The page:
Early Impressions from Edge Initiative Beta Test Data Analysis

Although we’re still in the early stages of digesting the rich data provided to us by the 160 libraries that took the time to participate in the Edge Initiative beta test, the University of Washington team has gained some initial impressions and insights from the responses.

Benchmarks need your help

You’ve likely heard about the Edge Initiative, a collaborative effort to create benchmarks for public access technology, where benchmarks and resources combine to help libraries of all sizes drive investment and spark continuous improvement toward technology services. TechSoup is part of the effort, and we’re asking libraries to help us create resources that work for everyone.

Thoughts on the Edge benchmarks from Colorado

Last month in Philadelphia, the Edge Coaltion had plenty of opportunities to learn what librarians and staff from libraries big and small thought about the benchmarks being created to support public access technology.

How do you turn a negative into a positive?

If you've ever been involved in creating something the public sees or uses, you know how setting it free feels: you're vulnerable, you want others to believe in it, to see what you see, you want positive feedback. For me, I want to know what people think. To really know, even if it's negative, because that's important information I can use.

Kick it. Benchmarks get more input.

At a recent ALA MidWinter session on the Edge Initiative, Larra Clark from ALA OITP ended her remarks with, "the benchmarks are meant to be kicked. So kick it." Thus launched a focus group exercise where approximately 50 attendees were asked to provide feedback to a draft set of public access technology benchmarks.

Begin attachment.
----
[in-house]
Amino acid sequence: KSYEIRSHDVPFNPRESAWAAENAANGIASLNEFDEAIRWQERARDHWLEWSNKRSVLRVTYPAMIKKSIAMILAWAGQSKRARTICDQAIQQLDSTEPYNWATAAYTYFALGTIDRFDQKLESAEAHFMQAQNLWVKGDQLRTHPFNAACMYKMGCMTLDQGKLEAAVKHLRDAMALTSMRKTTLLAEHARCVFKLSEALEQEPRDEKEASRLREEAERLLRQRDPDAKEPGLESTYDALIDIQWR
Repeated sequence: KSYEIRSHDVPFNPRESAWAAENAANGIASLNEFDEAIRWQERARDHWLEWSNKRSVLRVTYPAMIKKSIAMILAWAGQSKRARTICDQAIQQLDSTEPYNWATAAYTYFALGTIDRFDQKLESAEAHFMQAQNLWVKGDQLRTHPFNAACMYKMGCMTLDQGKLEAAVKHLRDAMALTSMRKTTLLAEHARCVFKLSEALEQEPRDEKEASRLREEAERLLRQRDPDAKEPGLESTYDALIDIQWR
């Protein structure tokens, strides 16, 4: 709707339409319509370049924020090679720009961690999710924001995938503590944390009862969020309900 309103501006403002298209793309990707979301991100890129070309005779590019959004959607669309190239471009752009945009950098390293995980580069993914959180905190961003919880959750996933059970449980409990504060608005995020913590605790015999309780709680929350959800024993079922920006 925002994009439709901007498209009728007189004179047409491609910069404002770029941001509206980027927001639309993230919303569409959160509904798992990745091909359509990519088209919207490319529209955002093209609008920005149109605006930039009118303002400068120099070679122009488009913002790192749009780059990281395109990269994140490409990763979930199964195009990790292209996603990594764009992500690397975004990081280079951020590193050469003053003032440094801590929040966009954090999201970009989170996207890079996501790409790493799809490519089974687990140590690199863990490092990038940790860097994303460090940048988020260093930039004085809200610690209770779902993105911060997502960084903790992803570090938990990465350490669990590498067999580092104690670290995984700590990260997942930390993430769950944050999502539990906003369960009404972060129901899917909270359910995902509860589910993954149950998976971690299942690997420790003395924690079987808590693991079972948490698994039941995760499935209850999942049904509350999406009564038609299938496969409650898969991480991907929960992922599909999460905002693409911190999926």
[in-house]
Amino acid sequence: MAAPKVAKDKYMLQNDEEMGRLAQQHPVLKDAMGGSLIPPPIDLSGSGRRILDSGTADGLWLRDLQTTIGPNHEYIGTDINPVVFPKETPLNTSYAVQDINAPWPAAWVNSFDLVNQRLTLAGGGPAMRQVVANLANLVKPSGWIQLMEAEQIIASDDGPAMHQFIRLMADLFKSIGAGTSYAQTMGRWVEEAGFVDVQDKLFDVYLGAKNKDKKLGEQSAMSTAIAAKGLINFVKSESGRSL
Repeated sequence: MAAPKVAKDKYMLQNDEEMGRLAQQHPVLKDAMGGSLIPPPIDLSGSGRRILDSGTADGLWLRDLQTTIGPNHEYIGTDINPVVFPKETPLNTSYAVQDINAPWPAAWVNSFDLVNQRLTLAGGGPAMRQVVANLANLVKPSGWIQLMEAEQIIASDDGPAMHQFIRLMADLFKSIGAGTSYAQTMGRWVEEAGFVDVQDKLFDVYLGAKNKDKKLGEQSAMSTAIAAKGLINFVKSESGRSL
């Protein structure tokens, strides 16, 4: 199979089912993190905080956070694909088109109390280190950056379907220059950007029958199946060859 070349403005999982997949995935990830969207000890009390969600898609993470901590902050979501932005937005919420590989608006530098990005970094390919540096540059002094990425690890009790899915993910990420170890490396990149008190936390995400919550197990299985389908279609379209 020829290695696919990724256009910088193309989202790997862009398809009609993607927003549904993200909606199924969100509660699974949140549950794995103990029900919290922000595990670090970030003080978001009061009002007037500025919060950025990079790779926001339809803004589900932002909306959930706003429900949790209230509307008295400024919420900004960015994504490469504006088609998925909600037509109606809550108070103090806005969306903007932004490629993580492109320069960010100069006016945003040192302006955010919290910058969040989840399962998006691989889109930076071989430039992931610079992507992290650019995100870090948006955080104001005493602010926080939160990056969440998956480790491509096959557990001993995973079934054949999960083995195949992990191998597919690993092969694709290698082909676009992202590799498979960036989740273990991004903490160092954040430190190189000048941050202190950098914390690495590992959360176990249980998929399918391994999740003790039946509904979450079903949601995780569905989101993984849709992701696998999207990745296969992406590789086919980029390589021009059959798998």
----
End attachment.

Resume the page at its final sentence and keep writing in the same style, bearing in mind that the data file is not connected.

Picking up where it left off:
Working a framework: benchmarks are a process.

Along with TechSoup, the ALA Office for Technology Information Policy (OITP) is one of the thirteen organizations working to develop a beta set of national public access technology benchmarks for public libraries. We’d like to thank Sarah for the opportunity to introduce ourselves and share some of our thoughts and experiences from working on this project.

You can learn a lot from a chicken

When new projects first start, often teams feel a little unsure or unclear about what they're being asked to accomplish, conjuring up Gertrude Stein's, "there's no there, there," or maybe leaning more toward Bill Clinton's "it depends on what the meaning of the word 'is' is." At any rate, let's just say in the parlance of our time that you may have been a little fuzzy, like Gertrude and Bill once were.

Creating meaningful and useful Public Access Technology benchmarks

What do you think of when you hear the word, "benchmark"? From my experience, it evokes a range of emotional and intellectual responses. For many, it can sound a bit scary, like "job security for some of us (or the ditch we die in)."

Because assessing your work is not easy

Typically, the process of organizing a webinar at TechSoup is de riguer: webinars are a large part of the services we offer, and we have a good network of experts and collaborators on whom we call to create a comprehensive and useful program. To determine what topic to cover, we listen to what libraries and nonprofits need, and this time was no different: through our work with BTOP grantees we've learned that organizations involved in broadband efforts need help crafting and implementing assessment plans. Armed with this information, we decided to put together a webinar on assessing technology projects, including training and projects related to BTOP efforts.